MythBox: Connection to mythtv host 127.0.0.1 failed

The system setup:
MythTV backend running on a separate machine (e.g. 192.168.1.4)
XBMC MythBox plugin running on a separate computer (e.g. 192.168.1.5)

This error occurs during MythBox setup, stating the following after MySQL credentials are entered: Connection to mythtv host 127.0.0.1 failed: (10061..

This can be a plain MySQL error, but it can also be an error where the MySQL connection is successful but MythBox is referred back to 127.0.0.1 when it tries to connect (by settings on the mythtv backend system).

Checklist:
– Ensure that the MySQL user can connect remotely. To test this from another computer:

$ mysql -h 192.168.1.4 -u mythtv -p

If not working, check MySQL permissions for the mythtv user (make sure the host field for the user is ‘%’) and look at my.cnf (find the file with `locate my.cnf`).

From the mythtv backend:
$ mysql -u root -p
mysql> use mysql;
mysql> select * from user where user = 'mythtv';

* If MySQL is working, ensure that the MythTV backend is setup properly.

Summary:
Run mythtv-setup
Go General -> IP Address
Set both IP addresses to the external IP of the machine you are connecting to from XBMC (setting only Local Backend to an external address did not work).

References: http://wiki.xbmc.org/?title=MythTV#Setup_in_MythTV

KDE 4: Turning off desktop switch via scroll wheel

There seems to be an kerfuffle with the layout of KDE settings. The option for this is not in the main ‘System Settings,’ but in another area entirely, named ‘Desktop Settings,’ which can be found by going to:

(From the desktop)

Right click -> Desktop Settings -> Mouse Actions

Click the minus sign by Middle-Scroll to delete it. Then click Apply.

Enabling webGL with Fedora 16

In Fedora 16, detection of WebGL fails for some reason (I haven’t looked into this too throughly).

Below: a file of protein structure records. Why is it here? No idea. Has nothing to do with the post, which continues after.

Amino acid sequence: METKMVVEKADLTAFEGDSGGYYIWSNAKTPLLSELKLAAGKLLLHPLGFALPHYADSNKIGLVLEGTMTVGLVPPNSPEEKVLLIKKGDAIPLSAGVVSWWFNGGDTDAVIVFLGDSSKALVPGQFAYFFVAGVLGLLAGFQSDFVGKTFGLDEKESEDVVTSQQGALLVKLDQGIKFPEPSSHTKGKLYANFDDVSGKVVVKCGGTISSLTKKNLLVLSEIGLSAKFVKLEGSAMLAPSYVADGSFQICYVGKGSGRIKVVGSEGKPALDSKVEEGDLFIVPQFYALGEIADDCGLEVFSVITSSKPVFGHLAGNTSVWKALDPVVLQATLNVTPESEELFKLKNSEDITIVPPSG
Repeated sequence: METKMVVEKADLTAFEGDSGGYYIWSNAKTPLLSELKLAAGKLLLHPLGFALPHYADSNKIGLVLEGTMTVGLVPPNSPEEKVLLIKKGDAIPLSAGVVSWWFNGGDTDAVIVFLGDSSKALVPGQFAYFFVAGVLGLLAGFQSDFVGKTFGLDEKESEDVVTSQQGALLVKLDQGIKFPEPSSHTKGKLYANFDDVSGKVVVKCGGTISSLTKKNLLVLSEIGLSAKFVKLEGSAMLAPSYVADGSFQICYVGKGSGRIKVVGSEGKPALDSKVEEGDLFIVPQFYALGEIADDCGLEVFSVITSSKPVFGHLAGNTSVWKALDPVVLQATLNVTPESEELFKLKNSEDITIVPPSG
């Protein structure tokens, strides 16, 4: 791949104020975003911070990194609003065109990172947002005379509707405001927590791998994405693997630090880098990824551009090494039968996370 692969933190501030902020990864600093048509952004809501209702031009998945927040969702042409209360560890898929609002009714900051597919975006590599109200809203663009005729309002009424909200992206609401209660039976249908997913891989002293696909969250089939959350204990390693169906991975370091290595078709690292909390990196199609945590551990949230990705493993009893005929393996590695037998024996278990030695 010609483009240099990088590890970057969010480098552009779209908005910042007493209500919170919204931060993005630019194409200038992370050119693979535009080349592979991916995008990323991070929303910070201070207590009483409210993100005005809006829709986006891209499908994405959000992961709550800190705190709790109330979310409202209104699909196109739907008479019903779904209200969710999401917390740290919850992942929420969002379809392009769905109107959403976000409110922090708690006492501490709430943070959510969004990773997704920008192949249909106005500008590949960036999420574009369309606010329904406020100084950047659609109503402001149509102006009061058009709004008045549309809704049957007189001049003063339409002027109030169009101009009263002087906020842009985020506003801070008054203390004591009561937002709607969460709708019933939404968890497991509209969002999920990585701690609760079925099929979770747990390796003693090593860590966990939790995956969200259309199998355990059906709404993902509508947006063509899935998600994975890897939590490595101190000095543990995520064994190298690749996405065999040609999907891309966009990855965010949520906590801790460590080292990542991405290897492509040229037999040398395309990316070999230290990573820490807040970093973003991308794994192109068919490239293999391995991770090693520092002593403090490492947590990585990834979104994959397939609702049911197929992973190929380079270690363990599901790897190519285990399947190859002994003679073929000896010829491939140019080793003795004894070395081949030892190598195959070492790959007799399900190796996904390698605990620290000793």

What worked for me was to visit (in Google Chrome):

chrome://flags

I then enabled “Override software rendering list” and clicked the restart button at the bottom left.

WebGL worked without a hitch (i’m using a Sapphire ATI 6850 graphics card if it matters).

Increasing the size of a LUKS cryptfs partition

Warning: This guide assumes that the partition you’re expanding into is adjacent to a pool of free space. Things get a bit trickier if that isn’t the case (re-arranging your partitions is probably necessary).

The system that I performed this on: Fedora 16 KDE install, on a 120GB SSD installation (migrated from an 80GB SSD using Acronis True Image). Fedora doesn’t set encryption up via LVM in the installer, seemingly opting for a plain vanilla container.

Step 0: Boot into a live CD environment. I used a Fedora 16 KDE respin CD which had all these tools. Open a console (in KDE this was `konsole`).

Step 1: Blow away the partition itself. You’ll need to do this with `fdisk`. Make a new partition, with the cluster of free space included. Select Linux for type when prompted (usually 82 OR 83). Write changes to disk.

Step 2: Open your crypted filesystem: